Courtesy "How stuff works" (link in heading)


How does a lie detector (polygraph) work?
by Kevin Bonsor
You hear about lie detectors all the time in police investigations, and sometimes a person applying for a job will have to undergo a polygraph test (for example, certain government jobs with the FBI or CIA require polygraph tests). The goal of a lie detector is to see if the person is telling the truth or lying when answering certain questions.

When a person takes a polygraph test, four to six sensors are attached to the person. A polygraph is a machine in which the multiple ("poly") signals from the sensors are recorded on a single strip of moving paper ("graph"). The sensors usually record:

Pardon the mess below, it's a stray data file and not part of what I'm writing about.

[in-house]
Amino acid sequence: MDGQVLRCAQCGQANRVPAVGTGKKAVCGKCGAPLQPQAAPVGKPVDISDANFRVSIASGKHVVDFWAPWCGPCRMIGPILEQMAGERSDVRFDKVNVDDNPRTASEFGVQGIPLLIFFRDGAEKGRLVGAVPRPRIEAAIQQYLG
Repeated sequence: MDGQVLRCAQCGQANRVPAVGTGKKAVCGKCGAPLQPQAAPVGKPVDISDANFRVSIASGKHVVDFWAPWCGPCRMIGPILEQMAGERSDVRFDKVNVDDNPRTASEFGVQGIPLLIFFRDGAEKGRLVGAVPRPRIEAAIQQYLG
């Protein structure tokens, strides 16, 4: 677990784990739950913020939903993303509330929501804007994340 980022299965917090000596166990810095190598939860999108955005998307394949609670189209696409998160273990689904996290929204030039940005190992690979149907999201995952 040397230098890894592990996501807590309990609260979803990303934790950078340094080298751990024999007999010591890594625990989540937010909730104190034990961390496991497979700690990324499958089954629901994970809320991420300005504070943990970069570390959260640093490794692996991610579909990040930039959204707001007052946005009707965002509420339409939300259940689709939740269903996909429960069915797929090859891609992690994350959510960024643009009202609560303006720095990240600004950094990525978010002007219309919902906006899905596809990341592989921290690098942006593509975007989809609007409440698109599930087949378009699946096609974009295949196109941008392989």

• The person's breathing rate
  • The person's pulse
  • The person's blood pressure
  • The person's perspiration
Sometimes a polygraph will also record things like arm and leg movement.

When the polygraph test starts, the questioner asks three or four simple questions to establish the norms for the person's signals. Then the real questions being tested by the polygraph are asked. Throughout questioning, all of the person's signals are recorded on the moving paper.

Both during and after the test, a polygraph examiner can look at the graphs and can see whether the vital signs changed significantly on any of the questions. In general, a significant change (such as a faster heart rate, higher blood pressure, increased perspiration) indicates that the person is lying.